I have owned my MTR77 for a couple of years now , and have put around 7,000-8,000 pellets through mine. Initial accuracy was uninspiring. Crosman Premier lights were grouping 2+ inches at 25 yards. I started to use the rifle for snap shooting cans offhand, which it performed admirably for. After many tins of pellets had gone down the barrel, I decided that maybe it was time for a fresh evaluation of the rifle. For the first time since opening the box to this gun (which I bought specifically to use with peep sights) I slapped a Tasco 2.5-10×42 mil-dot ao scope onto the rail. I tried several different pellets that I have found to be consistent over the years and found that I was getting 1″ 5-shot groups at 30 yards with H&N field target trophy pellets. I then switched back to the rifle’s previous favorite, crosman premier hollow points, and found that they were grouping about the same, if not a little bit better.
I then cleaned the barrel with jb bore paste, followed by a bore snake, and shot several more groups, all of which were around 1″ at 30 yards. I then mounted a match grade rear sight, meant for an AR-15, and proceeded to shoot 1″ groups with the cphp’s at the same 30 yards. I did reprofile the front post by turning it down in my drill, which made a HUGE difference in accuracy.
The beauty of the AR sight configuration is that with crosman premier hp’s, I was able to sight for 25 yards and hit within .25″ of my aim point from 19 yards out to 44 yards, which is the where the bulk of my shooting is done. 50 yards targets I hold an inch high for, and 65 yards targets (the limit of my backyard range) require 4″ of hold-over.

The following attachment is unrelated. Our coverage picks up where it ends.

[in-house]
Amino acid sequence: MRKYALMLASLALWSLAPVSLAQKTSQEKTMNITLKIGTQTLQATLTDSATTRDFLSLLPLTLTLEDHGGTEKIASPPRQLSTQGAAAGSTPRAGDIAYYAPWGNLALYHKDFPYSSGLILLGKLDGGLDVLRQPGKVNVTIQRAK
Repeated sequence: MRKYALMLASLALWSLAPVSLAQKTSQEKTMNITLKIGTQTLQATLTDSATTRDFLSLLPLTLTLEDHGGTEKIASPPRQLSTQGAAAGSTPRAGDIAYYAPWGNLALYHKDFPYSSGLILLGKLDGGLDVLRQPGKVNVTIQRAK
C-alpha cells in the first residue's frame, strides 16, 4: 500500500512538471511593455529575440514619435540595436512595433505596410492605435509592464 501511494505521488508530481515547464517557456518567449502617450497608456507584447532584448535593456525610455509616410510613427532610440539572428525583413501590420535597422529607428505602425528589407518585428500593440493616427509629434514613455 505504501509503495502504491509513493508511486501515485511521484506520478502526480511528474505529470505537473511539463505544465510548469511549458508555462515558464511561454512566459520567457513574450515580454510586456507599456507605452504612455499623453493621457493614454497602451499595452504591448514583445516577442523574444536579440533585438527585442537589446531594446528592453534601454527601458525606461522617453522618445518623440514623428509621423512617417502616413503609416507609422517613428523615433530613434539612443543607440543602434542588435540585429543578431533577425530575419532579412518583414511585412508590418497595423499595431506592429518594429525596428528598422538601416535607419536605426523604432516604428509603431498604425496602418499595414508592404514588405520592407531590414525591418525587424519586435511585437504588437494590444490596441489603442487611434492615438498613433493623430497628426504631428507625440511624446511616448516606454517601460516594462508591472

I don’t think that my artillery hold improved appreciably during the time I owned this rifle, but my accuracy improved significantly. I attribute this to a long break-in time. The groups now put a smile on my face, and make all the break-in time well worthwhile. This gun has become what I initially hoped it would be. I can pop golf-ball size targets with ease at 30 yards, and baseball-size targets out to 65 yards. That seems pretty significant to me for peep sights on a 7 lb. airgun that shoots at 15 ft/lbs and costs around $150. It simply has no competitors in its class.
I think a lot of the time that to give the cheaper guns a fair review for this blog, maybe a used model should be tested. For example: My Beeman R9 would shoot 0.2-0.4″ groups at 30 yards, right out of the box, and it should for the price. But my cheaper chinese guns that shot 1.5-2″ out of the box will often shoot under an inch after a few tins have gone down the barrel. I know that getting used guns for the tests may not be practical, but it is something that shooters who read this blog should keep in mind. On a cheap gun, the idea of break-in is very real.